The book‘s introduction and twenty-one chapters delineate twentieth-century Jerusalem history, with titles depicting major events such as "The Riots [sic] of 1936 and their Aftermath," "A Tale of Two Cities, 1950-1967," and "From Annexation to Intifada, 1980-1989." The main premise is that Jerusalem was transformed from "a small provincial town of the Ottoman Empire" to "the busy capital of an independent nation, Israel" (p. ix) and that struggle, uncertainty, and hope characterize the movement toward the twenty-first century.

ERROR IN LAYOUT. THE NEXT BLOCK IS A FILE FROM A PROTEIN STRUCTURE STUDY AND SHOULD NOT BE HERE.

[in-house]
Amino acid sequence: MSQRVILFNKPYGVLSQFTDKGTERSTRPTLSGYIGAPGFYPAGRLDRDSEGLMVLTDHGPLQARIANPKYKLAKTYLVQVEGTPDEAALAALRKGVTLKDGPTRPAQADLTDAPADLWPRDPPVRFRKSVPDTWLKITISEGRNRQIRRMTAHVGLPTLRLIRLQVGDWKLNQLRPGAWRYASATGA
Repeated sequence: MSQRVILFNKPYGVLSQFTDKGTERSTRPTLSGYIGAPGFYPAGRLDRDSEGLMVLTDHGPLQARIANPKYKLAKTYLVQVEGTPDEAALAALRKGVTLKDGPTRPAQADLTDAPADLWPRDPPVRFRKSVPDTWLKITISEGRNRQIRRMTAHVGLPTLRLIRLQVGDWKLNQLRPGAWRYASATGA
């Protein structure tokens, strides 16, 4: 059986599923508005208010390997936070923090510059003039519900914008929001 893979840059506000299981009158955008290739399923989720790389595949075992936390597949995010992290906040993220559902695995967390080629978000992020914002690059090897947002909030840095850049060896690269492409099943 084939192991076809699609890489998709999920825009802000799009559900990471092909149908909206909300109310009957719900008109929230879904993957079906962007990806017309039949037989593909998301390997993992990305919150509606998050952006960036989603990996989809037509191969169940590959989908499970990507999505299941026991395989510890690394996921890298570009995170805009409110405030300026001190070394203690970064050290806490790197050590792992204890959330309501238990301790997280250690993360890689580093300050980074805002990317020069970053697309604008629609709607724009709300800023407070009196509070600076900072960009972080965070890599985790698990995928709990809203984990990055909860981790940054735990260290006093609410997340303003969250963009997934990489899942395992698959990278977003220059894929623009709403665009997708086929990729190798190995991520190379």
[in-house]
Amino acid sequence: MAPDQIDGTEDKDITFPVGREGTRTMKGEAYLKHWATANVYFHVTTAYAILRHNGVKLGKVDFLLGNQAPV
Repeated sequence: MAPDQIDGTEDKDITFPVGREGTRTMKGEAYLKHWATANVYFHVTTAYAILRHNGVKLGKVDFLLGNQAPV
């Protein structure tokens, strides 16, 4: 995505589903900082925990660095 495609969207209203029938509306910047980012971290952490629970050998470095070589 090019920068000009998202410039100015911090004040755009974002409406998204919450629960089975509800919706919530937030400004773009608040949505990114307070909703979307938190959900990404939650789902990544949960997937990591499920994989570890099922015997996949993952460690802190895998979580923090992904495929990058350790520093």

Gilbert begins his account of the twentieth century with several of the city‘s "awakenings"-more Christian pilgrims, more buildings by Christian Orders, and further Jewish expansion. The Muslim and Christian Arabs, called a "substantial minority" by Gilbert, "felt aggrieved at the new-found Zionism of so many Jews" (p. 10). Gilbert quotes from Mrs. A. Goodrich Freer, a British traveler, who compared "the ‘street Arab‘ of Jerusalem with a London urchin" (p. 12). The end of the Ottoman Empire and the start of British military rule and mandate over Palestine followed World War I, which subjected Jerusalem to turmoil and the unknown.